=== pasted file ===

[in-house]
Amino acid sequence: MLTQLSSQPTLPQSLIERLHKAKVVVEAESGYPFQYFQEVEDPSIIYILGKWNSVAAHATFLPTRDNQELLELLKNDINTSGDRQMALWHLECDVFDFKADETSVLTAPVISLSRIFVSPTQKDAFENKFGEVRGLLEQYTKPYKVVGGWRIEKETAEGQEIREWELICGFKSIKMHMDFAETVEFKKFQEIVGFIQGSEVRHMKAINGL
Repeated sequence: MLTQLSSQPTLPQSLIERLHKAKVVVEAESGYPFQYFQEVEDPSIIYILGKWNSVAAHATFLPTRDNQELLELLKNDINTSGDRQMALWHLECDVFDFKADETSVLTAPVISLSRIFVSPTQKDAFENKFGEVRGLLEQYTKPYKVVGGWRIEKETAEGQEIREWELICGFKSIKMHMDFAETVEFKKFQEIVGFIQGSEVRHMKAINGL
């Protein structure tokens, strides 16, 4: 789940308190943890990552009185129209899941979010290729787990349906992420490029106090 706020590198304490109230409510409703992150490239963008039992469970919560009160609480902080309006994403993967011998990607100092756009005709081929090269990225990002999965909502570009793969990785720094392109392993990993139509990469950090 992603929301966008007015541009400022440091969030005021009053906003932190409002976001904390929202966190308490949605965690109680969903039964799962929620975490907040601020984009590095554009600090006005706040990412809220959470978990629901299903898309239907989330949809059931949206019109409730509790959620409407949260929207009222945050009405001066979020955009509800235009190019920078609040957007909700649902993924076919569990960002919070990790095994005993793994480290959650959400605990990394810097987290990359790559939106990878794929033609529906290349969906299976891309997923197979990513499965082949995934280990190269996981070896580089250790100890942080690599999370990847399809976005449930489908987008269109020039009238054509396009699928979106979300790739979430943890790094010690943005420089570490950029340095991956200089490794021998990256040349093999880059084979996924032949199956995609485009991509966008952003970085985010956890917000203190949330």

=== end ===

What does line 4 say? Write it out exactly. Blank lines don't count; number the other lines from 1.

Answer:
């Protein structure tokens, strides 16, 4: 789940308190943890990552009185129209899941979010290729787990349906992420490029106090 706020590198304490109230409510409703992150490239963008039992469970919560009160609480902080309006994403993967011998990607100092756009005709081929090269990225990002999965909502570009793969990785720094392109392993990993139509990469950090 992603929301966008007015541009400022440091969030005021009053906003932190409002976001904390929202966190308490949605965690109680969903039964799962929620975490907040601020984009590095554009600090006005706040990412809220959470978990629901299903898309239907989330949809059931949206019109409730509790959620409407949260929207009222945050009405001066979020955009509800235009190019920078609040957007909700649902993924076919569990960002919070990790095994005993793994480290959650959400605990990394810097987290990359790559939106990878794929033609529906290349969906299976891309997923197979990513499965082949995934280990190269996981070896580089250790100890942080690599999370990847399809976005449930489908987008269109020039009238054509396009699928979106979300790739979430943890790094010690943005420089570490950029340095991956200089490794021998990256040349093999880059084979996924032949199956995609485009991509966008952003970085985010956890917000203190949330």